Kuo-Lin Huang This email address is being protected from spambots. You need JavaScript enabled to view it.1, Chou-Ching Liu1, Chia-Wei Lee2, Chen-Yao Ma3, Ting-Chun Lin4, Jen-Hsiung Tsai1, Shui-Jen Chen1

Department of Environmental Engineering and Science, National Pingtung University of Science and Technology, Pingtung 91201, Taiwan
Department of Safety, Health and Environmental Engineering, National Kaohsiung University of Science and Technology, Kaohsiung 81164, Taiwan
Environmental Protection Bureau, Kaohsiung City Government, Kaohsiung 83347, Taiwan
Prosperity Sci-Tech Co., Ltd., Taipei 10067, Taiwan


Received: September 30, 2019
Revised: October 12, 2019
Accepted: October 16, 2019
Download Citation: ||https://doi.org/10.4209/aaqr.2019.09.0486  

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Cite this article:

Huang, K.L., Liu, C.C., Lee, C.W., Ma, C.Y., Lin, T.C., Tsai, J.H. and Chen, S.J. (2019). Release Reductions of Gaseous Ammonia and Nitrogen Oxides from Electrochemical Treatment of Swine Wastewater. Aerosol Air Qual. Res. 19: 2490-2501. https://doi.org/10.4209/aaqr.2019.09.0486


  • Electrolysis can reduce the release of NH3 from swine wastewater into the air.
  • Electrolysis can reduce the release of NO from swine wastewater into the air.
  • Anodes influence the release of NH3 and NOx from swine wastewater into the air.
  • Initial NH3-N concentration influences the release of NH3 and NOx in electrolysis.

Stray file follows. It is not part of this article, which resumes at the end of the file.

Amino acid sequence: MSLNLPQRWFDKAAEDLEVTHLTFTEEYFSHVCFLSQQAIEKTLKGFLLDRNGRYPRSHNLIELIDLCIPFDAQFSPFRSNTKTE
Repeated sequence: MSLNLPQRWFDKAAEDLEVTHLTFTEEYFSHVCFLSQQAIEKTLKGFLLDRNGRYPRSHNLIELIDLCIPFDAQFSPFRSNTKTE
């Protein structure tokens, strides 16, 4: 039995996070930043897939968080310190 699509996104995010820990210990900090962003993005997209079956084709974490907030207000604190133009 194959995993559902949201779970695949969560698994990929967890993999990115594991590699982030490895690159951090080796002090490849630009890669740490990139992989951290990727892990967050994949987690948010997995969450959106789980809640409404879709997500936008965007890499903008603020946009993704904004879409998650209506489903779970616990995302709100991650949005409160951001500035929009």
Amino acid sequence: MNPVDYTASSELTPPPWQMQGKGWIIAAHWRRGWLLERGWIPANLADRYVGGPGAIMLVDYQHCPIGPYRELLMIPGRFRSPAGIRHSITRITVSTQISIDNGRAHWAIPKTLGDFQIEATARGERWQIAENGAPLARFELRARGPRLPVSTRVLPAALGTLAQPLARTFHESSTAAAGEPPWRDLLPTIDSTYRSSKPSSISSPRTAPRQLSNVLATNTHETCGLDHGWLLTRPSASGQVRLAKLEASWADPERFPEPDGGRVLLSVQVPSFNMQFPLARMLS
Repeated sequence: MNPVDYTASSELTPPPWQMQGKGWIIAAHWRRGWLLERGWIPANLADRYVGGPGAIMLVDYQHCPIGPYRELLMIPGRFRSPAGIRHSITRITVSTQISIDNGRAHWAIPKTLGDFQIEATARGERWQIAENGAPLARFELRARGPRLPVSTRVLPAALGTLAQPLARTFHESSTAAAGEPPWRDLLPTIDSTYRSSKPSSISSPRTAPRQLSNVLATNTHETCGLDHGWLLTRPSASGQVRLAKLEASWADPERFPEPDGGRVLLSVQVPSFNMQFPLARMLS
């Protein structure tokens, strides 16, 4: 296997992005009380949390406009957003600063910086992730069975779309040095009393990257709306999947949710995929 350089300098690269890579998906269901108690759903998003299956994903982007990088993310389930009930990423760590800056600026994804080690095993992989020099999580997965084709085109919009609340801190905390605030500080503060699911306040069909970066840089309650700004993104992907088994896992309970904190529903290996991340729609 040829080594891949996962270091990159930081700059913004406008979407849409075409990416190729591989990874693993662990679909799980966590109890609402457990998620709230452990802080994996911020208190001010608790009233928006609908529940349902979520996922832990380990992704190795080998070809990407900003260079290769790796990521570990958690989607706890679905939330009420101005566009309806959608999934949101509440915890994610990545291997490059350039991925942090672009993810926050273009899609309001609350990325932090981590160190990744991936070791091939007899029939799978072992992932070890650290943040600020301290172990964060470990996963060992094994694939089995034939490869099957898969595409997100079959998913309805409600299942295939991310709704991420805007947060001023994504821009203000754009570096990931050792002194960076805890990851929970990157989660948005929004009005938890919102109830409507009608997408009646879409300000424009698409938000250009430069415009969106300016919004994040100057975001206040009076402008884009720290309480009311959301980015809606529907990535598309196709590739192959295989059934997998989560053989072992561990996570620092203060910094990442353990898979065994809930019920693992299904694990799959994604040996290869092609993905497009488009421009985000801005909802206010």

This study investigates the release of NH3 and nitrogen oxides (NOx) from wastewater into the air in relation to the variations in NH3-N, NO2-N, NO3-N, and chemical oxygen demand (COD) concentrations in the swine wastewater with/without electrolysis using boron-doped diamond (BDD), PbO2, and graphite anodes. The NH3 concentration in the air right above the swine wastewater without electrolysis increased over time and this increase was greater when the wastewater NH3-N concentration was higher. Electrolysis could reduce the release of NH3 from swine wastewater into the air. The NO concentration in the air was greater for the wastewater without electrolysis than for that with electrolysis but an opposite trend was observed for NO2, although the corresponding NOx concentrations for the wastewater with and without electrolysis were similar. Roughly, the air NH3, NO, NO2, or NOx concentrations for using the different anodes in wastewater electrolysis followed the order Nb/BDD >> graphite/BDD > graphite > graphite/PbO2 ≈ Ti/PbO2. Although the BDD and graphite anodes showed less formation of nitrite or nitrate than the PbO2 anodes, the graphite/BDD and graphite anodes had worse performance in NH3-N or COD electro-degradation than the other tested ones. When the initial concentration of NH3-N or COD was higher, its specific energy consumption in electrolysis was lower.

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